20. Putting Down Roots

In this fast paced world, it appears that many within society no longer see the value of putting down roots. Instead of investing in their local communities, people decide to stay mobile and “move where the money is” or where it is “exciting.”

But this comes at a cost.

Communities become a monoculture in age (usually only old folks) and they lose the precious talent needed to help keep things vibrant and growing. Worse even, is the indoctrinated culture of “its someone else’s problem.”

People who put down roots, make it their business to pick up the trash on the side of the road, while those just passing by wait for the government to do it.

When people settle down in an area, and make somewhere their home, they take pride-in-ownership. When people settle “just for the money” they give as little as possible and take as much as they can, why else are they there?

Those who do not put down roots, instead of planting trees in their backyards that could feed themselves and future residents, they wish that others had planted them for them.

Imagine what it would look like if everyone waited on someone else to be responsible for where they live.

Every year, the youth coming-of-age leave their homes to far away places to learn, often for the first time, how to do things productive. At universities they often learn from people who are far and away from the real world work and are stuck in the imaginary land frozen in time 50 to 100 years ago. Once they’ve completed that foundational knowledge, they travel somewhere else, usually an urban setting, in hopes for finding a job related to the abstract and dated information they now possess. Once they’ve started going in life and learn how to be productive, they remain where they are, or bounce somewhere else, usually never to return from whence they came to invest and build up the capital there.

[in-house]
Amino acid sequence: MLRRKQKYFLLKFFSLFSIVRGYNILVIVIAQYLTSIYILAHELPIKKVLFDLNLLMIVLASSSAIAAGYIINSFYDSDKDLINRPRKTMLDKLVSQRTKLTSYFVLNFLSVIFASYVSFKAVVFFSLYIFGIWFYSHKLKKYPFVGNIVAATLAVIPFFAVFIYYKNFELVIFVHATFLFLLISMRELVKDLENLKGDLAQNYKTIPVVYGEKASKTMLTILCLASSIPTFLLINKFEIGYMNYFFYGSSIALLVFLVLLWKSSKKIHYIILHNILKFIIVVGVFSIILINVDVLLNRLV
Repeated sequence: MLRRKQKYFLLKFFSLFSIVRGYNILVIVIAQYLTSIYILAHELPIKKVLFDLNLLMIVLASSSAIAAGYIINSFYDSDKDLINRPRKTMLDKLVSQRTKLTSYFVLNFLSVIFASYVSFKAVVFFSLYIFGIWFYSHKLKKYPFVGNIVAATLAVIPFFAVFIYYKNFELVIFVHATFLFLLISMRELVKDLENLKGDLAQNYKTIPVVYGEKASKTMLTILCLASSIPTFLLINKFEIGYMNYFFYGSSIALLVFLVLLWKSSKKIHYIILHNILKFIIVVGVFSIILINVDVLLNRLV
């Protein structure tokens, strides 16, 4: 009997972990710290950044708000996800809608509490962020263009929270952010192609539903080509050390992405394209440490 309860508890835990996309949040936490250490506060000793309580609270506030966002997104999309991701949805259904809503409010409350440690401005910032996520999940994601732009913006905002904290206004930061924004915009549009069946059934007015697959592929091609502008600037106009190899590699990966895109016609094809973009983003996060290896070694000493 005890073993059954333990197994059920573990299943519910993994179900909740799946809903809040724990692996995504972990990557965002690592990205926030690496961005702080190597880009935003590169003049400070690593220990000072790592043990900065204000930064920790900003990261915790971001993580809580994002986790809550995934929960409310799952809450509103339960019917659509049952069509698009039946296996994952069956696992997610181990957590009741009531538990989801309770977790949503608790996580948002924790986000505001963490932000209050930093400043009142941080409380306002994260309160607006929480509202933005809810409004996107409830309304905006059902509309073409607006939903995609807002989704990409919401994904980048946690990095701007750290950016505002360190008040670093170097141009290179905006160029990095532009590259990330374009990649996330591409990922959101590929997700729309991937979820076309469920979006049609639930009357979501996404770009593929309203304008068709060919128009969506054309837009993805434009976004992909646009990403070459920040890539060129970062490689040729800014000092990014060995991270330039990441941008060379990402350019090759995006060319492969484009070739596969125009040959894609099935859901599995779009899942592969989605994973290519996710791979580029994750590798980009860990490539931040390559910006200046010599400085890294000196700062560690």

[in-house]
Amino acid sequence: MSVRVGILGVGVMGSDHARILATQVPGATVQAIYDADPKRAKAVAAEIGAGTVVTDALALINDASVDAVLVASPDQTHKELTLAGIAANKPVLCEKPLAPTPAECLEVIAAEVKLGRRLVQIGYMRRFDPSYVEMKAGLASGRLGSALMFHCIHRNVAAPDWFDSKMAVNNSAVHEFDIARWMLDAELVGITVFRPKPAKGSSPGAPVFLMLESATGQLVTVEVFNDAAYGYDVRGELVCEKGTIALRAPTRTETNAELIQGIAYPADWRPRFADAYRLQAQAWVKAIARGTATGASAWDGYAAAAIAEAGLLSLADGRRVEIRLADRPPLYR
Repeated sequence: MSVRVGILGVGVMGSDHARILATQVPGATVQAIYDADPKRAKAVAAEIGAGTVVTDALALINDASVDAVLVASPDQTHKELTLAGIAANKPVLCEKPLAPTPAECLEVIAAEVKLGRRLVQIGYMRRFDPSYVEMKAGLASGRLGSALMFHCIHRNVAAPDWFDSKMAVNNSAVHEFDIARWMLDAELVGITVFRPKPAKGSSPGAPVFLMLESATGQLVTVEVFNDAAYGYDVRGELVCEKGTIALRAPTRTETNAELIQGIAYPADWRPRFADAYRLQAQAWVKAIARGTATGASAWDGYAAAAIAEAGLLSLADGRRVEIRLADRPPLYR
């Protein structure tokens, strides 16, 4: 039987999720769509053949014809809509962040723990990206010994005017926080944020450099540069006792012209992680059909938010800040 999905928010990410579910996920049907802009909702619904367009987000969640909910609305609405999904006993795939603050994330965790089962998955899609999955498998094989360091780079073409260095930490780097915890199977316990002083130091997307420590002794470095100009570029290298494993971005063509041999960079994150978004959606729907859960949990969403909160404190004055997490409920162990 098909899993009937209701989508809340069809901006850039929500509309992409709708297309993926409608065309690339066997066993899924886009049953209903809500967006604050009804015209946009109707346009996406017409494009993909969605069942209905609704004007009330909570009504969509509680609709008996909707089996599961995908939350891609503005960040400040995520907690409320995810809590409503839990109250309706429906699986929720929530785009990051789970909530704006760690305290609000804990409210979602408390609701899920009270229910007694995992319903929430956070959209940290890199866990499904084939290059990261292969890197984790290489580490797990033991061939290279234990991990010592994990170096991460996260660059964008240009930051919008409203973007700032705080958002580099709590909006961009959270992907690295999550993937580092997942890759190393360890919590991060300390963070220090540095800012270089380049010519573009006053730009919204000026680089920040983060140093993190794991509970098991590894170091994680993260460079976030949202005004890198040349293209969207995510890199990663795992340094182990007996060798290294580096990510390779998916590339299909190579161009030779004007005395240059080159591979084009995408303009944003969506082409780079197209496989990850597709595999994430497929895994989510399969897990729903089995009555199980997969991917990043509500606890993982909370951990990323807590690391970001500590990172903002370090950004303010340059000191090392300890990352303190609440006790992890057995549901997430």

Instead its always somewhere else that gets that renewed investment.

Is it really a surprise that so many systems are on life support?

Maybe it’s time again that people developed a sense of responsibility for one piece of ground and make sure that its truly valuable, for now and in the future.